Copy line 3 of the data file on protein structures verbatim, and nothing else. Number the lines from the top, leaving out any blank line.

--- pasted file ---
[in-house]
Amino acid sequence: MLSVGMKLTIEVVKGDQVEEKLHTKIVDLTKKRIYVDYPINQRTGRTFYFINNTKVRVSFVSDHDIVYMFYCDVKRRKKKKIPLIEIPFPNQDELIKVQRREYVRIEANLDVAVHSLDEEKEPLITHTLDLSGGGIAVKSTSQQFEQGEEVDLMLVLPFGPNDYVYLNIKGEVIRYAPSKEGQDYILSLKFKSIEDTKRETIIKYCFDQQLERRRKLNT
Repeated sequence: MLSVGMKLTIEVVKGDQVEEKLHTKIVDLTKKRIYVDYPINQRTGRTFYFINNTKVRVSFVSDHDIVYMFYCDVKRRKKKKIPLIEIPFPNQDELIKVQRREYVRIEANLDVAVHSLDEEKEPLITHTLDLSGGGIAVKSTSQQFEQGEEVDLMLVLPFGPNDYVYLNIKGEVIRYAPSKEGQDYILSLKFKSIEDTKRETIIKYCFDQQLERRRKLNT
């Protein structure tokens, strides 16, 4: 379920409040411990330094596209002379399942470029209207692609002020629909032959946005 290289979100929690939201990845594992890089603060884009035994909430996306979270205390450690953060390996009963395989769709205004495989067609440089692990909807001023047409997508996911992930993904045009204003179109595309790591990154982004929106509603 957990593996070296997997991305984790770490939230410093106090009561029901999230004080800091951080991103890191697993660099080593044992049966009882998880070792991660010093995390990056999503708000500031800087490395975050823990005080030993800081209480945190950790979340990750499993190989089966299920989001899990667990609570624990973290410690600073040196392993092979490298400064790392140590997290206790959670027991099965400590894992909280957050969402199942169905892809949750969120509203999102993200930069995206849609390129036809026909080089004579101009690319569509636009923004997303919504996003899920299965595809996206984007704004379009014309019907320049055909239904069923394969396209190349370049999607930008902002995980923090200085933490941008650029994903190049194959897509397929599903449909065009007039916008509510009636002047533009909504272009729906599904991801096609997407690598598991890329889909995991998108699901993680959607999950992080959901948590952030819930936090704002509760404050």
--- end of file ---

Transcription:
Repeated sequence: MLSVGMKLTIEVVKGDQVEEKLHTKIVDLTKKRIYVDYPINQRTGRTFYFINNTKVRVSFVSDHDIVYMFYCDVKRRKKKKIPLIEIPFPNQDELIKVQRREYVRIEANLDVAVHSLDEEKEPLITHTLDLSGGGIAVKSTSQQFEQGEEVDLMLVLPFGPNDYVYLNIKGEVIRYAPSKEGQDYILSLKFKSIEDTKRETIIKYCFDQQLERRRKLNT